Hot Wheels stunt driver at Indy has local tie
By Robert Norris (firstname.lastname@example.org)
A stunt driver with Blount County connections will attempt to set a world-record Sunday before the running of the centennial Indianapolis 500 as the star attraction of “Hot Wheels Fearless at the 500.”
Tanner Foust will drive a specially designed, Pro2-style truck with an 850-horsepower engine and weighing 3,500 pounds and — if all goes well — launch it into the air a world-record distance of more than 302 feet for a jump in a four-wheeled vehicle.
Before the race, the driver and truck will be lifted to the top of a 10-story-tall, 16-foot-wide ramp built on the infield near turn four of the Indianapolis Motor Speedway, where Foust will proceed to send the vehicle roaring down the slope and soaring airborne.
Foust, who lives in Colorado, is the grandson of the late Dr. Julian and Nellie Lentz. Lentz was a longtime physician in Blount County, and he and his wife were widely known in the community.
Foust’s identity as the driver selected for the jump has not been officially confirmed but widely reported.
“Hot Wheels Fearless at the 500” is a promotion by Mattel, maker of Hot Wheels, the die-cast cars and trucks that boys played with and fantasized about as they pretended to be race and stunt drivers.
Foust doesn’t have to fantasize about stunt driving with toys, he’s a professional racing and stunt driver. He also co-hosted the Top Gear USA motoring TV show on the History Channel and has logged numerous other television appearances.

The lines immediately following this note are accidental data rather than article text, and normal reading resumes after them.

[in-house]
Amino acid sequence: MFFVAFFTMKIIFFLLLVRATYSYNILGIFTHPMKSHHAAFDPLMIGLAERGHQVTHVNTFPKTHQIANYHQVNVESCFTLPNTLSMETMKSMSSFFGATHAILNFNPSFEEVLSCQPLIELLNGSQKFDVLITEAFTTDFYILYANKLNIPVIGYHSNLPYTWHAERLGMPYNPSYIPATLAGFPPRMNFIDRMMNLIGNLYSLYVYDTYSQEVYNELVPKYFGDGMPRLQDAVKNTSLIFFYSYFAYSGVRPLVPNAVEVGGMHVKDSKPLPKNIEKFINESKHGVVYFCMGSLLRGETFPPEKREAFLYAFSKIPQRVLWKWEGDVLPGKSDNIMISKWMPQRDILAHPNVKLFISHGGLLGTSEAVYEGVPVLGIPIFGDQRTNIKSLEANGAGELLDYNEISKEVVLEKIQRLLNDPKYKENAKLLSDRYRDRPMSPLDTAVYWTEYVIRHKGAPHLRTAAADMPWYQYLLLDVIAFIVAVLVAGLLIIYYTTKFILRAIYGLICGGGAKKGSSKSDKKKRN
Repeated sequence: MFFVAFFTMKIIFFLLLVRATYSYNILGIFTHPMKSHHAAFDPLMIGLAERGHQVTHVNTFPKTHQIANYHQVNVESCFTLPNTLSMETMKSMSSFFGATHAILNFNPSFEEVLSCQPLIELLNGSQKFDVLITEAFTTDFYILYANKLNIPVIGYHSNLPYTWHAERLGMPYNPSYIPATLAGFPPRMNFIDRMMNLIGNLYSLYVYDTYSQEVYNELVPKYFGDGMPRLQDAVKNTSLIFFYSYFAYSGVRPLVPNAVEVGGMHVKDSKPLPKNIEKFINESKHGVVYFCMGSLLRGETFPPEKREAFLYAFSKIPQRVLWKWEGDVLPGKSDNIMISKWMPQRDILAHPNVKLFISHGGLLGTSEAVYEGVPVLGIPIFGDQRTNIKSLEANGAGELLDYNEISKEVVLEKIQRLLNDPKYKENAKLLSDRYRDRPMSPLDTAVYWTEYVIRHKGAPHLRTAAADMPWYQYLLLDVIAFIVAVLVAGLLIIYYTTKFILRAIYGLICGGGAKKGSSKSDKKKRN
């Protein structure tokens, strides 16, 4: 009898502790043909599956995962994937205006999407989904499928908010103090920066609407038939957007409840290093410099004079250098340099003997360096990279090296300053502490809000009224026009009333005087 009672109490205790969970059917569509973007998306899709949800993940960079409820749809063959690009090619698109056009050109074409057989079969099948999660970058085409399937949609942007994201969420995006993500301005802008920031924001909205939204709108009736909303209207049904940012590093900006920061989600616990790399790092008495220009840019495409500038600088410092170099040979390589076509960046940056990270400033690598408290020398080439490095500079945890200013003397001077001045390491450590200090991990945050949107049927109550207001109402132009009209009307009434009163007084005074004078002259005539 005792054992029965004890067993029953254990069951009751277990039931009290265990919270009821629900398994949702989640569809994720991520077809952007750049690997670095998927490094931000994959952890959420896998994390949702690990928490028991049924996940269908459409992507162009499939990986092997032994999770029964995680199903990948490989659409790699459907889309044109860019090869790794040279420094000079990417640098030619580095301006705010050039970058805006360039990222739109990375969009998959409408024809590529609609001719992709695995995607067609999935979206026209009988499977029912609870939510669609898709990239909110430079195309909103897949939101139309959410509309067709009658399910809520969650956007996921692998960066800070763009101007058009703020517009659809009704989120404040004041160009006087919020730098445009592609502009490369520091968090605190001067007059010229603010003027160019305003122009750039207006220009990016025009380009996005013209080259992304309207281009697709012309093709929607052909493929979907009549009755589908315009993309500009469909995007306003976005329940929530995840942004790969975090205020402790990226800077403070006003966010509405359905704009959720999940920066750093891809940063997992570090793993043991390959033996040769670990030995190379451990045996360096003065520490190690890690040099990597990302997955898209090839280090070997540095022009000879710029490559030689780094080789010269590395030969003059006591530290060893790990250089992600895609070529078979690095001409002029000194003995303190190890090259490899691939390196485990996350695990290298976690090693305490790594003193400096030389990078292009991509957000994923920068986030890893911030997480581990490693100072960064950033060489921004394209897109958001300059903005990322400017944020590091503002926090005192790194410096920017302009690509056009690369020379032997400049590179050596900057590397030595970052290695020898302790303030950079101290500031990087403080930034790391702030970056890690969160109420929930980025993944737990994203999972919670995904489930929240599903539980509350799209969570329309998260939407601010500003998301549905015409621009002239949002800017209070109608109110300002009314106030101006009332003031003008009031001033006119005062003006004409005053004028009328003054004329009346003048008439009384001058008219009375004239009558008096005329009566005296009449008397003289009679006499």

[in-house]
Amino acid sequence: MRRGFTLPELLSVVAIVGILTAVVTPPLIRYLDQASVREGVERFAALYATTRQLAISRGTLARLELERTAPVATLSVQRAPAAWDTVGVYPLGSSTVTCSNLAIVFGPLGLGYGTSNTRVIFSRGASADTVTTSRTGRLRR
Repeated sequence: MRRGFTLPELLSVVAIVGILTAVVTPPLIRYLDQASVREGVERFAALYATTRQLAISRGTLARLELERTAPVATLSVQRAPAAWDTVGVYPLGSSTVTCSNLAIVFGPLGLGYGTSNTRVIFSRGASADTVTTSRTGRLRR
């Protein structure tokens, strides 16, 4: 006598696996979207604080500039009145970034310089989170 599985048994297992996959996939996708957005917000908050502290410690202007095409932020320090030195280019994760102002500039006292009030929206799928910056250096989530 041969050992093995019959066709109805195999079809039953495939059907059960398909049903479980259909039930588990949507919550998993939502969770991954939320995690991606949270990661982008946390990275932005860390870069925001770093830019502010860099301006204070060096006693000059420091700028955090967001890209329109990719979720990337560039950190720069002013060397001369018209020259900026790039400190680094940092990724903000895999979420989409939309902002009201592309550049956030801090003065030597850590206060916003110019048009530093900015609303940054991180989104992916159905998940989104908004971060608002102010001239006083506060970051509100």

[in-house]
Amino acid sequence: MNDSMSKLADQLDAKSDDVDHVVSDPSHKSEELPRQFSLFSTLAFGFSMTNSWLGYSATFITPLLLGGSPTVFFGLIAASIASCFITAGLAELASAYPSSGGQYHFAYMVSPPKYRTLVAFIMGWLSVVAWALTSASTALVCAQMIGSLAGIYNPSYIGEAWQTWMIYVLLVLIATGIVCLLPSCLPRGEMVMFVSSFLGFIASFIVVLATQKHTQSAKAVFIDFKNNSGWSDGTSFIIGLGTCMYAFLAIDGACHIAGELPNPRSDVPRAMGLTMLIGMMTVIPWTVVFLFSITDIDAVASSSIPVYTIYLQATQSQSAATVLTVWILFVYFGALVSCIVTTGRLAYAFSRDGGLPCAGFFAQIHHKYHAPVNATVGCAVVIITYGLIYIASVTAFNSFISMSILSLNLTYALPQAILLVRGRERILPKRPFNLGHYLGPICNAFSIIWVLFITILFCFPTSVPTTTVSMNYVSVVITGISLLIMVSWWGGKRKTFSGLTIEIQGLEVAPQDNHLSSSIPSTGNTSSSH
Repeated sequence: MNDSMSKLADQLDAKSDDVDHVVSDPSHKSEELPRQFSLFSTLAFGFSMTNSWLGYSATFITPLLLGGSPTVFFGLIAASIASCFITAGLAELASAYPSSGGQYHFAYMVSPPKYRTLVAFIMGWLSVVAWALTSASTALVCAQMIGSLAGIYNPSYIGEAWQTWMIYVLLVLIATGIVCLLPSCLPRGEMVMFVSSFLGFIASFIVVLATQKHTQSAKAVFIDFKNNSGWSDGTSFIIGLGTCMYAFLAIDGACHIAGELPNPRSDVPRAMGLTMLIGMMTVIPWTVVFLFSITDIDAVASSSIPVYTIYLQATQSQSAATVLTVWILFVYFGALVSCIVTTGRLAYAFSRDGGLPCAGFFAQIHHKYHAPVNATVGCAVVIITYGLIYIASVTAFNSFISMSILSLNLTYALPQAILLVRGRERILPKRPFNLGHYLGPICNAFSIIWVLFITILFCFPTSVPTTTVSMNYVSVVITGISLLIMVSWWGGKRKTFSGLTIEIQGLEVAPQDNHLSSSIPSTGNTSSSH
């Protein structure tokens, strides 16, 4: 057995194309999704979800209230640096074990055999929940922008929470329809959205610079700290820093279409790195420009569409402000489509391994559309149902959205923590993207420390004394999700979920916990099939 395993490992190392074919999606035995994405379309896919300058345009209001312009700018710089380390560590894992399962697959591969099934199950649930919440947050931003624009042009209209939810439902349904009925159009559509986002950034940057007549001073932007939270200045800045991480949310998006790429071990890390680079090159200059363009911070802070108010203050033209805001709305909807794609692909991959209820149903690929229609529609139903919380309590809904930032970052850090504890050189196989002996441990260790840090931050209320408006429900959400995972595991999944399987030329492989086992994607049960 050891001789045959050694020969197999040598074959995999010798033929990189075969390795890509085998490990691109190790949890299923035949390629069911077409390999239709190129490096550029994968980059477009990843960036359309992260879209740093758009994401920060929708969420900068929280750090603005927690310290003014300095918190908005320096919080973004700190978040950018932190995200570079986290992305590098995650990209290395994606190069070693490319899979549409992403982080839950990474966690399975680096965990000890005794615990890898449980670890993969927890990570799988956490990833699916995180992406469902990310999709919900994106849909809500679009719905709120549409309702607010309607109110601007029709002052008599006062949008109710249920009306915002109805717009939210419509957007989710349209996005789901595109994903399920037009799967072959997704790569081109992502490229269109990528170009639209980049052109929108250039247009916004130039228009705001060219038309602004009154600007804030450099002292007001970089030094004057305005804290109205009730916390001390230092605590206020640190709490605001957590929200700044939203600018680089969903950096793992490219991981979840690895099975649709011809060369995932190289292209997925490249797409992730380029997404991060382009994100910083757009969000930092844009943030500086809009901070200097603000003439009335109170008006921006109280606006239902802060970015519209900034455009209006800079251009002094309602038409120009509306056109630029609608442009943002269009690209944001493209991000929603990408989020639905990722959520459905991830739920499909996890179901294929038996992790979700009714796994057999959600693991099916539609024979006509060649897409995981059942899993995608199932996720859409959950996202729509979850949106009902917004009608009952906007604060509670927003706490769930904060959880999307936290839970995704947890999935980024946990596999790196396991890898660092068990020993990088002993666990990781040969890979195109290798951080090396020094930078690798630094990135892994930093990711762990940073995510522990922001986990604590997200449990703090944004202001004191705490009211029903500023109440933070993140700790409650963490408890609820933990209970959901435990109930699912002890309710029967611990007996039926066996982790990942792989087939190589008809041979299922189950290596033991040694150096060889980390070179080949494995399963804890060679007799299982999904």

He will be performing as a member of the recently formed Team Hot Wheels, a team of mystery drivers. The jump will take place at 11:40 p.m. EDT, one hour before the green flag drops for the Indy 500 that will be broadcast by ABC.
The promotional goal is to imprint the Hot Wheels brand into the fantasy play of a whole new generation of little boys — and maybe even spark their dads to resume growing their own vintage collections. The 1:64-scale die-cast vehicles were introduced as Hot Wheels in 1968.
Viewers of the jump will note the orange ramp bears a striking resemblance to the plastic tracks used by generations of Hot Wheel fans. One big difference: The Hot Wheels track at Indy consumed more than 100 tons of steel in construction.
Here’s the ramp by the numbers:
• Slope degree: 45;
• Length of track: 1,500 feet;
• G-forces at bottom of roll-in: 3 Gs;
• Height of takeoff ramp: 16 feet;
• Height of landing ramp: 21 feet, 220 feet long.
For Foust, the Hot Wheels commercial stunt will be just one in a long line of professional stunts. Along with his television credits he has worked as a stunt double in movies such as “The Dukes of Hazzard,” “The Fast and the Furious” and “Iron Man 2.”
If he succeeds in setting a world record in “Hot Wheels Fearless at the 500” on Sunday, Foust will have raised his stunt fame to a whole new level.